“About 1.6 million Luger pistols of all types were made by the end of the Great War, and they earned the affection of the troops. They fired rapidly, pointed easily and were superb pistols for their time, giving excellent service if properly cared for.”
Stephen Bull, historian


machine gun

The image of infantrymen charging pointlessly into machine-gun fire is a common motif of the Great War. World War I machine-guns were not as common, portable or manageable as modern weapons – but their impact was deadly nevertheless.

At the outbreak of war, Germany had the upper hand in both the quality and quantity of machine-guns. The Maschinengewehr 08 or MG08 was capable of firing hundreds of 7.92mm rounds a minute at ranges in excess of two kilometres. More than 130,000 MG08s were manufactured during the war and deployed on the battlefield or mounted on German aircraft.

British forces used the older Hotchkiss Mk I and the heavy and unwieldy Vickers Mk I, before adopting the more efficient Lewis gun in 1915. These guns were capable of firing up to 500 rounds per minute – but they were cumbersome, very heavy (often more than 50 kilograms) and required at least three well-trained men to set up and operate effectively. Their rapid rate of fire caused machine-guns to quickly overheat, requiring elaborate water and air-based cooling systems to prevent them from jamming or exploding.

Combatant nations quickly recognised the value of machine-guns on the battlefield, installing placements that allowed them to repel charges with sweeping and interlocking fire.

“Few technical developments had quite the impact of the machine gun on the Western Front during the First World War. The German army’s Maxim guns effectively ended an entire, attrition-based, strategy of military campaigning, although it took the best part of the war for the allied generals to realise this.”
Peter Squires, writer



Grenades are small bombs thrown by hand or launched from a rifle attachment. They are either detonated by a percussion cap on impact with the ground or after the expiration of a timer.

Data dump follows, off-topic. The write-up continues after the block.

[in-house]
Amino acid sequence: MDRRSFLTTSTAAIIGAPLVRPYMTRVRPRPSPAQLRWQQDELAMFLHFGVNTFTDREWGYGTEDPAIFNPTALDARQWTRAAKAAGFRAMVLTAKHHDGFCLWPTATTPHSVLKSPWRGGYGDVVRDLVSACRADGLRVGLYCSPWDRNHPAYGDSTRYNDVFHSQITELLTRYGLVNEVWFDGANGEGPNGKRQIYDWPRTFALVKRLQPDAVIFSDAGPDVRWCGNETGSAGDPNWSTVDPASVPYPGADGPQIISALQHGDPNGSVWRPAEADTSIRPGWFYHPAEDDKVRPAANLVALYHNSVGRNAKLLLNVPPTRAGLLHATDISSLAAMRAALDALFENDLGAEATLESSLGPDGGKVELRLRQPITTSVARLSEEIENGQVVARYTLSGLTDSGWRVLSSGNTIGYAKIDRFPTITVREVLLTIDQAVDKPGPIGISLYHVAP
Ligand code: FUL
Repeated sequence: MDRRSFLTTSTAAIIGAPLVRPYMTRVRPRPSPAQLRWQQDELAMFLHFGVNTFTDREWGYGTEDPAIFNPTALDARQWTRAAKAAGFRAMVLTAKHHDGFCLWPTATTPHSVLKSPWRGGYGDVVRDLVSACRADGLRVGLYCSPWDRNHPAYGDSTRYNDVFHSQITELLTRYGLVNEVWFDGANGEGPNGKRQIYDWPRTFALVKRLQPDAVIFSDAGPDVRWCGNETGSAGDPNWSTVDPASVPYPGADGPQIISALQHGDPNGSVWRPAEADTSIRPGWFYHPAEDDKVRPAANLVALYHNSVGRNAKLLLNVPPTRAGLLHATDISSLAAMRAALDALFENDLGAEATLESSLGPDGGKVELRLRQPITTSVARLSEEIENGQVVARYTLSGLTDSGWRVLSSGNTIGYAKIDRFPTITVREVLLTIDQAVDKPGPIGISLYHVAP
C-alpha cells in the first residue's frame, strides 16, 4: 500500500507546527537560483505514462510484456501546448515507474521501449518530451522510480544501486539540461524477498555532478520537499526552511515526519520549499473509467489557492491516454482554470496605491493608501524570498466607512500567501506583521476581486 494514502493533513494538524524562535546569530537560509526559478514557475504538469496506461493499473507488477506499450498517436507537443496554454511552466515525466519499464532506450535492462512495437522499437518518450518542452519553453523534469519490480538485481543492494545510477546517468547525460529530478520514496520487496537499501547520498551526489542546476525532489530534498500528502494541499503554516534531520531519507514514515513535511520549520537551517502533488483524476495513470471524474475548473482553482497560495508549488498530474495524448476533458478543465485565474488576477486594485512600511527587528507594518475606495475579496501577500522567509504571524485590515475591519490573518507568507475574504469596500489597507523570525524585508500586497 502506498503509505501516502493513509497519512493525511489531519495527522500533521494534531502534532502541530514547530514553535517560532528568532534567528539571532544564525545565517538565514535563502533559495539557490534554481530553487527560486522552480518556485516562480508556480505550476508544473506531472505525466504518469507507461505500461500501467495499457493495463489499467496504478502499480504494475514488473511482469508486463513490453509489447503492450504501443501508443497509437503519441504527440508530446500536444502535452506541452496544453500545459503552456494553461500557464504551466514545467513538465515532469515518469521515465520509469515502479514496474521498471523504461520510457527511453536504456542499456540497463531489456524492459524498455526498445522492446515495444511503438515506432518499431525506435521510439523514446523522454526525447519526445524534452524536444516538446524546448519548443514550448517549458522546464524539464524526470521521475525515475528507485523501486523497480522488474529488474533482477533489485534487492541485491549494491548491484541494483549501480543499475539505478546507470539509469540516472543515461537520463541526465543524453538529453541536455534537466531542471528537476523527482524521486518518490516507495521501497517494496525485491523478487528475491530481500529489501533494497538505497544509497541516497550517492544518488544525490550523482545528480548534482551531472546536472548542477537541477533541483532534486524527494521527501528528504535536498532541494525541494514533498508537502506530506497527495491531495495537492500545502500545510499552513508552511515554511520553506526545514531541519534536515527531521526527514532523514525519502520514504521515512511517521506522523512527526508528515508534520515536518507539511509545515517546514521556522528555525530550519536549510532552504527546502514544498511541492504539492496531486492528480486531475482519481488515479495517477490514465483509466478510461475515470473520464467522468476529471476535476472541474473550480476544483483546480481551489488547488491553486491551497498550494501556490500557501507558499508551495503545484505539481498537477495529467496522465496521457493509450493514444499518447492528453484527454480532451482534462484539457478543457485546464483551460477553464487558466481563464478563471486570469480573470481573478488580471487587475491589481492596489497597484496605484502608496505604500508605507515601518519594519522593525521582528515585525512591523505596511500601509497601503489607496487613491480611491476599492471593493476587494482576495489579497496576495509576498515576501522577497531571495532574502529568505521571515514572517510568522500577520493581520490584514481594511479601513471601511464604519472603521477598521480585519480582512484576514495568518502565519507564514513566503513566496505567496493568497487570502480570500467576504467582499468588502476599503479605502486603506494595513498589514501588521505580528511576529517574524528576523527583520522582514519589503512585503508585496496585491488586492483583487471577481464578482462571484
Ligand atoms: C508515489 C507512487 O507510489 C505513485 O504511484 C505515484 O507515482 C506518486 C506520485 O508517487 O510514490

World War I grenades varied significantly in size, shape and weight. Germany led the way in grenade development. Developed in 1913, the Kugelhandgranate was a light, ball-shaped grenade; it was armed by pulling a friction wire and detonated after a delay of five to seven seconds. More common was the heavier Stielhandgranate or ‘stick grenade’, sometimes dubbed the ‘potato masher’.

Early British models like the Mark I had a similar design but were awkward to use and prone to accidental detonation. These were superseded by the pineapple-shaped Mills bomb, the design of which continues today.

Mills bombs had a safety pin and firing lever and were designed to fragment on detonation, causing shrapnel injuries to the enemy. They were produced with four and seven-second fuses. The weight of these grenades (in excess of 750 grams or one-and-a-half pounds) made lengthy throws difficult; they were designed to be hurled from behind cover to protect the thrower from shrapnel.

“The Mills bomb was a simple, rugged and effective hand grenade… At the start of the war, Britain lacked an effective grenade and troops often resorted to the use of home-made ‘jam tin’ bombs.”
Roger Lee, historian



“Even after the appearance during World War I of machine guns, tanks and attack aircraft, artillery remained the major source of firepower on the battlefield… World War I is an example of a period in which firepower technology got far ahead of mobility technology, and the result was trench warfare.”
Spencer Tucker, historian

No weaponry had a greater impact on the battlefields of World War I than artillery. These large and powerful guns fired explosive shells against enemy positions, causing enormous damage to men, equipment and the landscape.

Artillery had been a feature of warfare since the days of heavy cannon. Technical improvements brought about improvements in size, range, accuracy, rates of fire and mobility. Light artillery or field artillery referred to small to medium calibre guns that could be transported by men, horses or vehicles. Heavy artillery fired much larger shells, often over a distance of several miles, but was much less portable and was moved by specialised trucks or trains.